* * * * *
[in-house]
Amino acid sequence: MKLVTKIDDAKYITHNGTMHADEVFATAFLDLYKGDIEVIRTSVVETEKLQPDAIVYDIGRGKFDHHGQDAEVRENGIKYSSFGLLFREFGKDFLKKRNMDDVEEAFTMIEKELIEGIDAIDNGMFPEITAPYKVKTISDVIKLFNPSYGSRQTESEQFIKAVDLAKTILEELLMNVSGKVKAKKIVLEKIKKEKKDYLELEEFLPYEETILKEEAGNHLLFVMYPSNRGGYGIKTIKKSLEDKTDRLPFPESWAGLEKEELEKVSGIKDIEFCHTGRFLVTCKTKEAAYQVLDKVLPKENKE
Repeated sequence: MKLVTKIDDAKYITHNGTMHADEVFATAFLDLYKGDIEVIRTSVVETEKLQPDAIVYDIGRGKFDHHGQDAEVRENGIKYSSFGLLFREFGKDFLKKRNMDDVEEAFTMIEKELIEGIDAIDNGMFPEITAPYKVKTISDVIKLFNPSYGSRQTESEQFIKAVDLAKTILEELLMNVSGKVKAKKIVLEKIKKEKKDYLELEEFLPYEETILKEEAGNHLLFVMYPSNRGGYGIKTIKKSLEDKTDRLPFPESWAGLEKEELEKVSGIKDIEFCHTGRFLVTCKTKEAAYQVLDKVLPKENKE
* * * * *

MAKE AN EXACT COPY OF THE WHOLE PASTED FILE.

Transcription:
[in-house]
Amino acid sequence: MKLVTKIDDAKYITHNGTMHADEVFATAFLDLYKGDIEVIRTSVVETEKLQPDAIVYDIGRGKFDHHGQDAEVRENGIKYSSFGLLFREFGKDFLKKRNMDDVEEAFTMIEKELIEGIDAIDNGMFPEITAPYKVKTISDVIKLFNPSYGSRQTESEQFIKAVDLAKTILEELLMNVSGKVKAKKIVLEKIKKEKKDYLELEEFLPYEETILKEEAGNHLLFVMYPSNRGGYGIKTIKKSLEDKTDRLPFPESWAGLEKEELEKVSGIKDIEFCHTGRFLVTCKTKEAAYQVLDKVLPKENKE
Repeated sequence: MKLVTKIDDAKYITHNGTMHADEVFATAFLDLYKGDIEVIRTSVVETEKLQPDAIVYDIGRGKFDHHGQDAEVRENGIKYSSFGLLFREFGKDFLKKRNMDDVEEAFTMIEKELIEGIDAIDNGMFPEITAPYKVKTISDVIKLFNPSYGSRQTESEQFIKAVDLAKTILEELLMNVSGKVKAKKIVLEKIKKEKKDYLELEEFLPYEETILKEEAGNHLLFVMYPSNRGGYGIKTIKKSLEDKTDRLPFPESWAGLEKEELEKVSGIKDIEFCHTGRFLVTCKTKEAAYQVLDKVLPKENKE